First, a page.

What really interested me was that Levitin went on to say that what makes music good for any given person (meaning music they enjoy) is finding the right ratio of recognizeable patterns in a piece of music versus unusual or "unlikely" notes that fall outside of what is expected (i.e., if the brain basically tries to subconsciously predict what notes are coming up next, some notes will fall into the category of being predictable, versus other notes which unexpected- interesting music has the right combination of the two). Boring music will probably have too many notes which are easily predicted and fall into a sort of generic patternt that your brain is expecting. On the other end of the spectrum, music which seems completely random and which has absolutely no predictable pattern is likely to be unappealing because it's too chaotic and unfamiliar, and the brain will have a hard time making sense of it. Music that a person sees as "good" typically has a mix of predictability and unpredictability that the listener feels comfortable with.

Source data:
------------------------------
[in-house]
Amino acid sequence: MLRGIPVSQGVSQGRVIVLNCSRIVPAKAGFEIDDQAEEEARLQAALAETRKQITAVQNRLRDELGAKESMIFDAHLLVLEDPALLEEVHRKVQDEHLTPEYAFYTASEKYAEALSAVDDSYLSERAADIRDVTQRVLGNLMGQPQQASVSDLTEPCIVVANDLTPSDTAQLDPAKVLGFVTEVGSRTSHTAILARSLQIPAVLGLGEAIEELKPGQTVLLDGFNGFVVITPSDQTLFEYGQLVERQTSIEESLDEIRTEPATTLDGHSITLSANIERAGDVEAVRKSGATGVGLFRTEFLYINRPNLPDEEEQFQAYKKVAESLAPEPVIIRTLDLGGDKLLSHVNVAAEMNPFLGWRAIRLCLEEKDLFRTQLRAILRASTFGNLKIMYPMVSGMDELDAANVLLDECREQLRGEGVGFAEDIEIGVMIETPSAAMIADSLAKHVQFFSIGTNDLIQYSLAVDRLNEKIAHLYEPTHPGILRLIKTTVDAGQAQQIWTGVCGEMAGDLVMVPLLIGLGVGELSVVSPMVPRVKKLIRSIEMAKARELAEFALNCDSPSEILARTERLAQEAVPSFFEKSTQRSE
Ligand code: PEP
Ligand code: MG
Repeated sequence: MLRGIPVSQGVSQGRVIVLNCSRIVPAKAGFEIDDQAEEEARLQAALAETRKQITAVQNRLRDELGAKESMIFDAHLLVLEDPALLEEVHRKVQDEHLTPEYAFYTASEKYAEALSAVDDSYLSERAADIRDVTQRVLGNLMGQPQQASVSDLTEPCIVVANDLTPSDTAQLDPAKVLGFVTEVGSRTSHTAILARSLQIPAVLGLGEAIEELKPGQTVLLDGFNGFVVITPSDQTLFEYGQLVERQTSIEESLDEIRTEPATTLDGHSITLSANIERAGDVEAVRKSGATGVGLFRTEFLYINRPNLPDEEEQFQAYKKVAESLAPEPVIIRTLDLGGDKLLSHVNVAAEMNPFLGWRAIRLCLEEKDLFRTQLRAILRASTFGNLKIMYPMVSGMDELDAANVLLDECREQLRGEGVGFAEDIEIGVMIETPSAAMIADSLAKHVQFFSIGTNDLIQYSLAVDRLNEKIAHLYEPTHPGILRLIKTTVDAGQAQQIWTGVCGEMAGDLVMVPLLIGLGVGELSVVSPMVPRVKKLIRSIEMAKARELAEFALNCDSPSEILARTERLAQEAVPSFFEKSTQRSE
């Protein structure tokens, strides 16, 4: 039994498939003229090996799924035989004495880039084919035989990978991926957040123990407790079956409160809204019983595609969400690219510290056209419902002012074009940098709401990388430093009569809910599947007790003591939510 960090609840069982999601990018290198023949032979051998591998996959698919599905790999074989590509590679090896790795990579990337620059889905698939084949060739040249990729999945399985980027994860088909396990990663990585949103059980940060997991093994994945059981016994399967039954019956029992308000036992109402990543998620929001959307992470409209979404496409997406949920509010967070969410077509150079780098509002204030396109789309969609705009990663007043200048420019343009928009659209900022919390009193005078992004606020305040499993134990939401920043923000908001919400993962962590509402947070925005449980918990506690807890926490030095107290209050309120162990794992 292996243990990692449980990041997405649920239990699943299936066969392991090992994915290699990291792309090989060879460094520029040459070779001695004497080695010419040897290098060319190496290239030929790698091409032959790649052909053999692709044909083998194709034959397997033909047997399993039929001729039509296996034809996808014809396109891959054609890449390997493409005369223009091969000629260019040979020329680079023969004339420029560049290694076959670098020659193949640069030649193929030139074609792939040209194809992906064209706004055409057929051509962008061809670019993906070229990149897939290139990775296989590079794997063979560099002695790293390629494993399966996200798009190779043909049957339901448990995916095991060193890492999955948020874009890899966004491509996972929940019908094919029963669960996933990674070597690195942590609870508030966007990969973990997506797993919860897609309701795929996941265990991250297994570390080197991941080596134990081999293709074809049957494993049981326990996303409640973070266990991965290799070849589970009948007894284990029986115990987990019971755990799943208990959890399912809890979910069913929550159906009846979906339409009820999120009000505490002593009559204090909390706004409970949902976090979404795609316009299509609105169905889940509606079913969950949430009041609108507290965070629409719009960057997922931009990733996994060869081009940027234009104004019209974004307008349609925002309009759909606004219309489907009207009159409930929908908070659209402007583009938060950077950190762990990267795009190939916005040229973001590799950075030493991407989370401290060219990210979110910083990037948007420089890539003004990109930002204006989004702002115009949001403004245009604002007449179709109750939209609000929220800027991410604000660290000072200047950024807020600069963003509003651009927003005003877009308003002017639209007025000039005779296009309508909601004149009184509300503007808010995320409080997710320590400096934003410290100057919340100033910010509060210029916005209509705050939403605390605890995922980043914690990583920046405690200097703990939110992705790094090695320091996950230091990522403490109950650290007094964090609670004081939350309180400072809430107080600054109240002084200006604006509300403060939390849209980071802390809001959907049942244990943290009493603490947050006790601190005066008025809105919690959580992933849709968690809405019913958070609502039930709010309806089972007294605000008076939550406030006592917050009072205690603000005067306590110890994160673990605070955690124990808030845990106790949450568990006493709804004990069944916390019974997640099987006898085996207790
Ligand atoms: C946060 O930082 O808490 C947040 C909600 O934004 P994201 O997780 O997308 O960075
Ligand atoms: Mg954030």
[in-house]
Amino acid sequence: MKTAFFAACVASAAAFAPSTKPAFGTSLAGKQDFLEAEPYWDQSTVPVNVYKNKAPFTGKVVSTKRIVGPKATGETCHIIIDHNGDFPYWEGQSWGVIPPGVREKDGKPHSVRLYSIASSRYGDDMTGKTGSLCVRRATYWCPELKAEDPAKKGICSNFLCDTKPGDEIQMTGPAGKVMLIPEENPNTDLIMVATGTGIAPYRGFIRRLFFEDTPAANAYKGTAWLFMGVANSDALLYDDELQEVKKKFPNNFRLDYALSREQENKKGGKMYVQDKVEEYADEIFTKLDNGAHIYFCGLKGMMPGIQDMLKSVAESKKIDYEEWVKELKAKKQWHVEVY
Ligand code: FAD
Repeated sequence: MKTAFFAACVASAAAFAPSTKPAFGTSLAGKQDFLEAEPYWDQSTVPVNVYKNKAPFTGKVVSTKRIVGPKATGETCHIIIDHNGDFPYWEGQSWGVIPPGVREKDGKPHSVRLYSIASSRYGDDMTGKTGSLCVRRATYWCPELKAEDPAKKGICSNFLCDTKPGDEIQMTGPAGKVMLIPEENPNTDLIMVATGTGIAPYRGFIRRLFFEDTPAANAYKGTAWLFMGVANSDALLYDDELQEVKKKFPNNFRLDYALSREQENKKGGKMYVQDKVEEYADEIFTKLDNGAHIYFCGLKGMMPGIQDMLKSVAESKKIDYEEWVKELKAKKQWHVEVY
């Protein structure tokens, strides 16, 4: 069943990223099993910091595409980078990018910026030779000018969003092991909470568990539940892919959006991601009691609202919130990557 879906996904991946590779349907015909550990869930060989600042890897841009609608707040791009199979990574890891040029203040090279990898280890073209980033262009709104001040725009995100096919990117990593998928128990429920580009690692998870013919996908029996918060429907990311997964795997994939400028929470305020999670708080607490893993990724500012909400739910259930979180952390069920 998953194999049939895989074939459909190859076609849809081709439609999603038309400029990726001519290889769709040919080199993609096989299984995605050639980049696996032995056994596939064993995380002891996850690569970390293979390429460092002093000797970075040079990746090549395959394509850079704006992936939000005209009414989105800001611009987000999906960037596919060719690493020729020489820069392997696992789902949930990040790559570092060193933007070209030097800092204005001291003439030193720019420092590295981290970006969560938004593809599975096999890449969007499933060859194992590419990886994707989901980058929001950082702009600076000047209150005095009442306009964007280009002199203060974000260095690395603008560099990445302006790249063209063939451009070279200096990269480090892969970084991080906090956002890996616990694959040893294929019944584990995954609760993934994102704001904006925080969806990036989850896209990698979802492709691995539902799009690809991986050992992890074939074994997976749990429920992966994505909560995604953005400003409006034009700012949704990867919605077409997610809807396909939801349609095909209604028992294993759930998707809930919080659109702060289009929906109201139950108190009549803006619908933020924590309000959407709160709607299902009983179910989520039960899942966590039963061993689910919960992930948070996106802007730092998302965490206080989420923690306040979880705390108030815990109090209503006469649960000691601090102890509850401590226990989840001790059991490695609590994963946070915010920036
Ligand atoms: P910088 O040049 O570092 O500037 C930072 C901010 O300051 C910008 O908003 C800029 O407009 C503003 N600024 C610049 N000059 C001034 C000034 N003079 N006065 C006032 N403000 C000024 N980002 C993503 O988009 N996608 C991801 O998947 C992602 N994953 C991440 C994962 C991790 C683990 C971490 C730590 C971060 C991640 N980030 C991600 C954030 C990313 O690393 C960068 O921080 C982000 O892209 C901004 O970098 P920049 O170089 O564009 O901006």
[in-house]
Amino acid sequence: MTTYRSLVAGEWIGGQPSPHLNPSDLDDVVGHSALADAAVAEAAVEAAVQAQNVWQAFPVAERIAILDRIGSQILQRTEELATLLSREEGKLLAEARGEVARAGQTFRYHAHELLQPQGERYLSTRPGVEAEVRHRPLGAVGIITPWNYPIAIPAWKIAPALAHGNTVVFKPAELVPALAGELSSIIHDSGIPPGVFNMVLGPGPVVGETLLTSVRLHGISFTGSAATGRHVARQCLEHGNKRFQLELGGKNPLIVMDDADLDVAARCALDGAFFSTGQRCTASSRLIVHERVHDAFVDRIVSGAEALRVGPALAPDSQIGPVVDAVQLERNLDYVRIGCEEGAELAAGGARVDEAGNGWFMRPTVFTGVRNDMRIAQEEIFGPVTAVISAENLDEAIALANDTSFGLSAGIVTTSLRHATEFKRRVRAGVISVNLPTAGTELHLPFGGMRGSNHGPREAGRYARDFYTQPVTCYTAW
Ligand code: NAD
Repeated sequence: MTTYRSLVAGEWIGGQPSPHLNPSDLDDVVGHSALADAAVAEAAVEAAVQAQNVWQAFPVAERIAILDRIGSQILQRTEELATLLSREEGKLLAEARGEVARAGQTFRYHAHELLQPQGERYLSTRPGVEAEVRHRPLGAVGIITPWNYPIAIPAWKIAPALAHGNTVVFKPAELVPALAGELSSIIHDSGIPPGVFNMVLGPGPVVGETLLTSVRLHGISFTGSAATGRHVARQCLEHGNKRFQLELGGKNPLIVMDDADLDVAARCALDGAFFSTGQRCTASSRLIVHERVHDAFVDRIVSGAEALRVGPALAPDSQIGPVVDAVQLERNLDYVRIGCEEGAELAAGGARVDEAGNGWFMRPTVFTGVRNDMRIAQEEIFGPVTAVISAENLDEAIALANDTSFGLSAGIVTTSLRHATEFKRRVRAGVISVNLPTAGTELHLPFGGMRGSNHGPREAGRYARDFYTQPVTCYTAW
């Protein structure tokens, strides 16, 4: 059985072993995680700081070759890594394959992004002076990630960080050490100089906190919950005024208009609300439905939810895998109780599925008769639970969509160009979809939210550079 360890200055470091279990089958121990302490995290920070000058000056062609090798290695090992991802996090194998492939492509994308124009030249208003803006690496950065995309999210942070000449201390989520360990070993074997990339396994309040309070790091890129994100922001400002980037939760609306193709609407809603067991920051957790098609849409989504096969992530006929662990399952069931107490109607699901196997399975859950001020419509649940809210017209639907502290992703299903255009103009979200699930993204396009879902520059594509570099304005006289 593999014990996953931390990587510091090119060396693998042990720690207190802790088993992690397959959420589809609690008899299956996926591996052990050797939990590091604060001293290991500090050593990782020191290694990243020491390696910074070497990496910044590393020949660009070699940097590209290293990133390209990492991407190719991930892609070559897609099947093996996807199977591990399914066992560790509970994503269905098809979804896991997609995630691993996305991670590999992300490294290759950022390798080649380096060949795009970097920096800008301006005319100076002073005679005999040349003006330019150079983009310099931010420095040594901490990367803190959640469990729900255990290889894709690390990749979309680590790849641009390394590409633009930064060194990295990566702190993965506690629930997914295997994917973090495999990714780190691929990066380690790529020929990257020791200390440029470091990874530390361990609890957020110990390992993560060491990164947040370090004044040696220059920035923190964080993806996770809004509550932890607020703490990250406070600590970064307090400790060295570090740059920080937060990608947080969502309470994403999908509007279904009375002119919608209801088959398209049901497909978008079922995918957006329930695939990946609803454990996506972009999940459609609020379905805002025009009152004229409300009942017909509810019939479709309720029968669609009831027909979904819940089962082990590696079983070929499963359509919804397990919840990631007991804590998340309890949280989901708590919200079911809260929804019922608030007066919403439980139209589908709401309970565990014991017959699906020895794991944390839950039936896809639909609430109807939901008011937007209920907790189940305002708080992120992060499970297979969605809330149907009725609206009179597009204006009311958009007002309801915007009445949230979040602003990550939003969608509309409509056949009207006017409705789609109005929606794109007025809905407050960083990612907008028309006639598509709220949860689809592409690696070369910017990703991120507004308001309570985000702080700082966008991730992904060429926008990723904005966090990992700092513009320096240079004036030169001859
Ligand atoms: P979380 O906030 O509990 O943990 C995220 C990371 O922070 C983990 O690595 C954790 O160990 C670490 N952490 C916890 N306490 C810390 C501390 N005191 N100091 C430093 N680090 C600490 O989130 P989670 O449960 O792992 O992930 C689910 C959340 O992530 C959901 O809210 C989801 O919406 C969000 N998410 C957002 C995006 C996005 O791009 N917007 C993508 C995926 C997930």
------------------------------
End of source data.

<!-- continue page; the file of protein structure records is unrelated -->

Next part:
I think that I kind of already intuitively understood music in this way, but it was interesting to hear Levitin explain it so clearly and succintly. Not only does it makes sense that we understand music in this way, but it helps to explain why musical tastes are so divergent between different people. The brain can train itself to be used to many different types of music and to hold many different recognizeable patterns in its memory. A jazz afficionado, for example, would probably be much more used to hearing a much greater diversity of chords and rhythms than someone who listens only to country or blues music (which have their own virtues, but tend to rely on a relatively narrower set of chords and rhythms). The diverse key signatures (meaning the regular use of a wide variety of pitches) and and time signatures (a wide variety of rhythms, as well) of jazz sort of prepares its listeners to expect notes that are outside of the normal or expected patterns that would be found in many other kinds of music, thereby making regular listeners of jazz able to accomodate patterns of sound that would be deemed too chaotic or unfamiliar for enjoyment by fans of other forms of music. Conversely, fans of jazz or other complicated forms of music might become easily bored if only exposed to music that fell into much more traditional, expected patterns (I remember a snobby music appreciation professor in college who used to repeatedly tell us how boring it was to have to constantly hear the typical 4/4 time signature of most country and rock music).